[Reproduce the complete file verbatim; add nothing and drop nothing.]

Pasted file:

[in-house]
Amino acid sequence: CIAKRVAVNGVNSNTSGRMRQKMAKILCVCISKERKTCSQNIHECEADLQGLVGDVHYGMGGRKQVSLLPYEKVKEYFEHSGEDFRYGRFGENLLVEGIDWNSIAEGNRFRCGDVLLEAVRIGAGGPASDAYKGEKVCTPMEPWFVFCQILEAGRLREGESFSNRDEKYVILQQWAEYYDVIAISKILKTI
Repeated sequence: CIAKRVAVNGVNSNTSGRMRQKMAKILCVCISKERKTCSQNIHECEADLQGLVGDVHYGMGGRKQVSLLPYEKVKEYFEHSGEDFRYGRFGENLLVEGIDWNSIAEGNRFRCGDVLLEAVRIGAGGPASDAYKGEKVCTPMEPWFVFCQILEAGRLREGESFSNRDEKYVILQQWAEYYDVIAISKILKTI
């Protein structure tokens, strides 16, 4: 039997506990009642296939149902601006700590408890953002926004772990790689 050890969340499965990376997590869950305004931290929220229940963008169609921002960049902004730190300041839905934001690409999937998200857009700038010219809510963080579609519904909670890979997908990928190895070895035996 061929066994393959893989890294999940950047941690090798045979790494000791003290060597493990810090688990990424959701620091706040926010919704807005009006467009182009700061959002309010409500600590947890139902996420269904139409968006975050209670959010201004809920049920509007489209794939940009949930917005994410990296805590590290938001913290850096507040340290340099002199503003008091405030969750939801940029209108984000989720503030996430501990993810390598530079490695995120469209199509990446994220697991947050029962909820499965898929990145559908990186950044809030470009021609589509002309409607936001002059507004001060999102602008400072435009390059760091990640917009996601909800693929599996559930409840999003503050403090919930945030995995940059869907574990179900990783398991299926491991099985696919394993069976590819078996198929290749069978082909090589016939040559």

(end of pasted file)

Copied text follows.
[in-house]
Amino acid sequence: CIAKRVAVNGVNSNTSGRMRQKMAKILCVCISKERKTCSQNIHECEADLQGLVGDVHYGMGGRKQVSLLPYEKVKEYFEHSGEDFRYGRFGENLLVEGIDWNSIAEGNRFRCGDVLLEAVRIGAGGPASDAYKGEKVCTPMEPWFVFCQILEAGRLREGESFSNRDEKYVILQQWAEYYDVIAISKILKTI
Repeated sequence: CIAKRVAVNGVNSNTSGRMRQKMAKILCVCISKERKTCSQNIHECEADLQGLVGDVHYGMGGRKQVSLLPYEKVKEYFEHSGEDFRYGRFGENLLVEGIDWNSIAEGNRFRCGDVLLEAVRIGAGGPASDAYKGEKVCTPMEPWFVFCQILEAGRLREGESFSNRDEKYVILQQWAEYYDVIAISKILKTI
């Protein structure tokens, strides 16, 4: 039997506990009642296939149902601006700590408890953002926004772990790689 050890969340499965990376997590869950305004931290929220229940963008169609921002960049902004730190300041839905934001690409999937998200857009700038010219809510963080579609519904909670890979997908990928190895070895035996 061929066994393959893989890294999940950047941690090798045979790494000791003290060597493990810090688990990424959701620091706040926010919704807005009006467009182009700061959002309010409500600590947890139902996420269904139409968006975050209670959010201004809920049920509007489209794939940009949930917005994410990296805590590290938001913290850096507040340290340099002199503003008091405030969750939801940029209108984000989720503030996430501990993810390598530079490695995120469209199509990446994220697991947050029962909820499965898929990145559908990186950044809030470009021609589509002309409607936001002059507004001060999102602008400072435009390059760091990640917009996601909800693929599996559930409840999003503050403090919930945030995995940059869907574990179900990783398991299926491991099985696919394993069976590819078996198929290749069978082909090589016939040559």